The ride home is a blur. My eyes won’t stay open and my head lolls, and we get as many miles under our wheels as we can. We share the conversations, the songs played, what the beautiful children did, waxing philosophical.
The 114 degree air and now smoky skies also prod us onward, as we slice between fires. A helicopter carrying a bucket glides overhead under an orange sun. The blue-black starlings at the rest stop have their beaks open, panting I suppose. We stop for a burger at Yaks in Dunsmuir where the name tag we’re given for our food pickup is “Keyboard Warrior.” Obviously word had gotten out about Alan’s ninja accordion skills.
I’d taken a steady stream of anti-inflammatories all week, sacrificing my liver to the music gods, a trade with the devil perhaps. Once home I cut myself off, and between body aches and lack of sleep, six days later I’m still groggy. It’s taking a full week to recover from the overexuberance, and long hours in the car. Recovery takes longer each time, a reminder of what I’m actually made of. There’s no medicine for a soul scraped raw.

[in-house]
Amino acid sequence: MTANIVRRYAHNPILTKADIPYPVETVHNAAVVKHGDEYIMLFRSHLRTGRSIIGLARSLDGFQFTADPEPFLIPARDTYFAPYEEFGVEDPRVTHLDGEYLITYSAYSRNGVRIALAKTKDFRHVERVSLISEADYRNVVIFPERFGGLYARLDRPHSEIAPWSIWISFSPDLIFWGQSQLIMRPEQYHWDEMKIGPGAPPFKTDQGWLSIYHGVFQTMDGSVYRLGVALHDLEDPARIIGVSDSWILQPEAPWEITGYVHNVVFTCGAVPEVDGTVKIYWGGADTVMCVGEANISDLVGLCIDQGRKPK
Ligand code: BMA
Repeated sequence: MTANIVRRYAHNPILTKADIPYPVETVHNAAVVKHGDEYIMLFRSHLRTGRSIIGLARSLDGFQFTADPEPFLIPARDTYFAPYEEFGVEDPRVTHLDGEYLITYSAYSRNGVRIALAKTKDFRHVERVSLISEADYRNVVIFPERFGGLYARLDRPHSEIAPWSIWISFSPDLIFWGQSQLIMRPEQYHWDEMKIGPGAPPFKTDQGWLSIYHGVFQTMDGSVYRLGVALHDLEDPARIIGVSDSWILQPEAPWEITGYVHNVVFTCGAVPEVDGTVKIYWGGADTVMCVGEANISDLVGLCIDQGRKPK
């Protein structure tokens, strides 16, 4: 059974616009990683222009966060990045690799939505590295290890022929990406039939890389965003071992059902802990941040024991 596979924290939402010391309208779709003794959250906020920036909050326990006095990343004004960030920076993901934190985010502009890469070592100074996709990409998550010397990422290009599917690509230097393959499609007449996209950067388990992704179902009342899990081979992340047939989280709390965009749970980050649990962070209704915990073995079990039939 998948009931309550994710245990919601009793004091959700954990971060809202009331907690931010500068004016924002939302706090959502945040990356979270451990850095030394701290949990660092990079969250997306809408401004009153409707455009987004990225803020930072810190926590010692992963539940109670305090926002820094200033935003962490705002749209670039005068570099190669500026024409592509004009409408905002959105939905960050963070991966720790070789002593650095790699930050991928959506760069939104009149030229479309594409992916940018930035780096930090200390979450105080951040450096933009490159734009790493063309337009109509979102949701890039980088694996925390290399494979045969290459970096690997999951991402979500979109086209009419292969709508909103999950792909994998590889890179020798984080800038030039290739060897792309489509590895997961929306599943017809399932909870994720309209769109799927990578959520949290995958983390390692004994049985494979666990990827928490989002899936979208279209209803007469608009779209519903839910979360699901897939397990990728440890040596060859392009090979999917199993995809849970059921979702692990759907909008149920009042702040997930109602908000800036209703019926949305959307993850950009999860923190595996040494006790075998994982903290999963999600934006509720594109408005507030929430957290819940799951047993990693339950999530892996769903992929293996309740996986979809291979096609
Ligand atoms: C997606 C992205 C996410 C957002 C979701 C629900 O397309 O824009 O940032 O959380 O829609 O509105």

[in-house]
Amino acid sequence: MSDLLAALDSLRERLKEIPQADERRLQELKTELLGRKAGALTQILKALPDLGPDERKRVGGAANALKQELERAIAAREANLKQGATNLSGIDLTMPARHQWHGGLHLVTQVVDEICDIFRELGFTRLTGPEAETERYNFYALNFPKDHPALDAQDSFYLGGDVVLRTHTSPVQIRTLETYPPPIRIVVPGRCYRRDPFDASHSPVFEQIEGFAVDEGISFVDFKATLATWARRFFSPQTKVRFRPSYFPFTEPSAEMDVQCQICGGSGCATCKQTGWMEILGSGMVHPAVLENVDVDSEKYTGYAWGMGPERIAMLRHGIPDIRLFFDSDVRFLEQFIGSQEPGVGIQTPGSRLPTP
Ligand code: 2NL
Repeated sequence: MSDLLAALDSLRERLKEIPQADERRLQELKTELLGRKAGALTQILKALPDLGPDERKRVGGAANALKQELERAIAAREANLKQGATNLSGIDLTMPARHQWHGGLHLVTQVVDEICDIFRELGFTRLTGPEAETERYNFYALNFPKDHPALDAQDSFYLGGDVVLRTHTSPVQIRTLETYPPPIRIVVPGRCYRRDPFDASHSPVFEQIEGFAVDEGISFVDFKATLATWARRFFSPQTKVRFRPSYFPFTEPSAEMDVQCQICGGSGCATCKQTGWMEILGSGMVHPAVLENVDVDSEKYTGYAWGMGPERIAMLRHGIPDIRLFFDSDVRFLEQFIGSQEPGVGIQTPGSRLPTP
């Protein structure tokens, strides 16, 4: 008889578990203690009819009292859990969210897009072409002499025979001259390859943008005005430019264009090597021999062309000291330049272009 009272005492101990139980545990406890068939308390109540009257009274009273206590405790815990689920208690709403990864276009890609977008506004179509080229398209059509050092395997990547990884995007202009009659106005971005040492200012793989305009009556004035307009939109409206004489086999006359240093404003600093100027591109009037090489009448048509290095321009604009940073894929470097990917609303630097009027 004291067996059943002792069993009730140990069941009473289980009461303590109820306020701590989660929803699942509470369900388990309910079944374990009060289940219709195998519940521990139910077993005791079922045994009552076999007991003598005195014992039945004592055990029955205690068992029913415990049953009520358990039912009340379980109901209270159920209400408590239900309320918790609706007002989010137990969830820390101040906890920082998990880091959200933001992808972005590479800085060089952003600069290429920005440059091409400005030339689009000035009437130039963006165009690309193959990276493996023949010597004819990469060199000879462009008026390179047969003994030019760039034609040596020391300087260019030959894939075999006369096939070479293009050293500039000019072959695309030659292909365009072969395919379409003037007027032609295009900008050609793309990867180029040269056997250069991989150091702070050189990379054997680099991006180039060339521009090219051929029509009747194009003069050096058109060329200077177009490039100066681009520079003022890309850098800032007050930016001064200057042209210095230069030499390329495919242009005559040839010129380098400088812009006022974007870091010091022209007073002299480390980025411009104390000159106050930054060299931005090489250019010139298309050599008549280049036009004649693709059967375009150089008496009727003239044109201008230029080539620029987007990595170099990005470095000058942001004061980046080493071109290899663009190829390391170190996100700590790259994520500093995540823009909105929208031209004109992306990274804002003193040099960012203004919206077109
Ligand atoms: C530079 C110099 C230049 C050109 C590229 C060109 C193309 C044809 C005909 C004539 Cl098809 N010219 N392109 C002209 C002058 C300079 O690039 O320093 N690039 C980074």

Everyone grieves differently. It might come in waves or settle as a heavy mantle. Our reactions may be specific or wide ranging. There’s no right or wrong way, and it doesn’t pass when you want it to. But if you can find people to be with, to grieve with you when you’re ready – well, I think that’s what life might be all about. As Ram Dass said, we’re all just walking each other home.
Old man give me endless timeAndrew Marlin, Watchhouse
Never let these ties sever
Cause heaven knows in all this fooling around
These times won’t last forever after all